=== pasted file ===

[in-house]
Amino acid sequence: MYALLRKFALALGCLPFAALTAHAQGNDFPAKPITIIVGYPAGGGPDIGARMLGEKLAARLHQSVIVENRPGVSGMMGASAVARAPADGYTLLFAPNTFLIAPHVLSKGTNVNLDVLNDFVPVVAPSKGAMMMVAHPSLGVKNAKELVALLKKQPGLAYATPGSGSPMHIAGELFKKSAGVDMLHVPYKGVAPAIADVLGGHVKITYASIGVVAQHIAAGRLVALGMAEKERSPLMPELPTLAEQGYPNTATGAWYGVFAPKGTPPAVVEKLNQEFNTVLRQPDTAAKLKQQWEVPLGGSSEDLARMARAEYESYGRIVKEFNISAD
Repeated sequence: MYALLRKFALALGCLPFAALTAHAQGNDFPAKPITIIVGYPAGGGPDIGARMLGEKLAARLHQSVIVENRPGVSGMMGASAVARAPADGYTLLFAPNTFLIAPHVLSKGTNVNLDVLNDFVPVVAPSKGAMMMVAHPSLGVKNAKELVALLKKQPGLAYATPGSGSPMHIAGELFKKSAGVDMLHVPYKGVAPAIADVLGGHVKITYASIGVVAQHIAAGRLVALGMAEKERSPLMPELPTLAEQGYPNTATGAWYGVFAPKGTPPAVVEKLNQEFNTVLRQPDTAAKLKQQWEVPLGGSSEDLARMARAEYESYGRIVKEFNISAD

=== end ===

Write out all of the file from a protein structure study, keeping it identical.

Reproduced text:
[in-house]
Amino acid sequence: MYALLRKFALALGCLPFAALTAHAQGNDFPAKPITIIVGYPAGGGPDIGARMLGEKLAARLHQSVIVENRPGVSGMMGASAVARAPADGYTLLFAPNTFLIAPHVLSKGTNVNLDVLNDFVPVVAPSKGAMMMVAHPSLGVKNAKELVALLKKQPGLAYATPGSGSPMHIAGELFKKSAGVDMLHVPYKGVAPAIADVLGGHVKITYASIGVVAQHIAAGRLVALGMAEKERSPLMPELPTLAEQGYPNTATGAWYGVFAPKGTPPAVVEKLNQEFNTVLRQPDTAAKLKQQWEVPLGGSSEDLARMARAEYESYGRIVKEFNISAD
Repeated sequence: MYALLRKFALALGCLPFAALTAHAQGNDFPAKPITIIVGYPAGGGPDIGARMLGEKLAARLHQSVIVENRPGVSGMMGASAVARAPADGYTLLFAPNTFLIAPHVLSKGTNVNLDVLNDFVPVVAPSKGAMMMVAHPSLGVKNAKELVALLKKQPGLAYATPGSGSPMHIAGELFKKSAGVDMLHVPYKGVAPAIADVLGGHVKITYASIGVVAQHIAAGRLVALGMAEKERSPLMPELPTLAEQGYPNTATGAWYGVFAPKGTPPAVVEKLNQEFNTVLRQPDTAAKLKQQWEVPLGGSSEDLARMARAEYESYGRIVKEFNISAD